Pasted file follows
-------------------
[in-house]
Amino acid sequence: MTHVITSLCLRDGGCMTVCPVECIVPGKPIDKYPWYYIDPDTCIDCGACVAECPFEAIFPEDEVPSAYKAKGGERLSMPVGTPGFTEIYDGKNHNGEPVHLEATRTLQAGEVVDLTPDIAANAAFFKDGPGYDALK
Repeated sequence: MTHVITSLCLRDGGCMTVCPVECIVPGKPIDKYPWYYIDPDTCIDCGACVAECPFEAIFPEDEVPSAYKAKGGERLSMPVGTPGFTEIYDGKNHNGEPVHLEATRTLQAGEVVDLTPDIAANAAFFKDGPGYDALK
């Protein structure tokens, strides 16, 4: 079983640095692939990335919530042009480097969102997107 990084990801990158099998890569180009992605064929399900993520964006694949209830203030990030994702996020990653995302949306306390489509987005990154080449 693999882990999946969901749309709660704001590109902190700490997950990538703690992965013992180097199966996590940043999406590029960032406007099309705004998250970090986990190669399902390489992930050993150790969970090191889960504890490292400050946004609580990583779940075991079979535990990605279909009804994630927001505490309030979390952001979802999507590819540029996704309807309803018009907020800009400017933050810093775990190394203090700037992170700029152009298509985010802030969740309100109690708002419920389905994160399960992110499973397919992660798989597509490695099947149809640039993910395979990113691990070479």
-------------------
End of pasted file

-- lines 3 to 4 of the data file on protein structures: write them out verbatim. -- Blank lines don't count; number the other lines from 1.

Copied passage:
Repeated sequence: MTHVITSLCLRDGGCMTVCPVECIVPGKPIDKYPWYYIDPDTCIDCGACVAECPFEAIFPEDEVPSAYKAKGGERLSMPVGTPGFTEIYDGKNHNGEPVHLEATRTLQAGEVVDLTPDIAANAAFFKDGPGYDALK
């Protein structure tokens, strides 16, 4: 079983640095692939990335919530042009480097969102997107 990084990801990158099998890569180009992605064929399900993520964006694949209830203030990030994702996020990653995302949306306390489509987005990154080449 693999882990999946969901749309709660704001590109902190700490997950990538703690992965013992180097199966996590940043999406590029960032406007099309705004998250970090986990190669399902390489992930050993150790969970090191889960504890490292400050946004609580990583779940075991079979535990990605279909009804994630927001505490309030979390952001979802999507590819540029996704309807309803018009907020800009400017933050810093775990190394203090700037992170700029152009298509985010802030969740309100109690708002419920389905994160399960992110499973397919992660798989597509490695099947149809640039993910395979990113691990070479």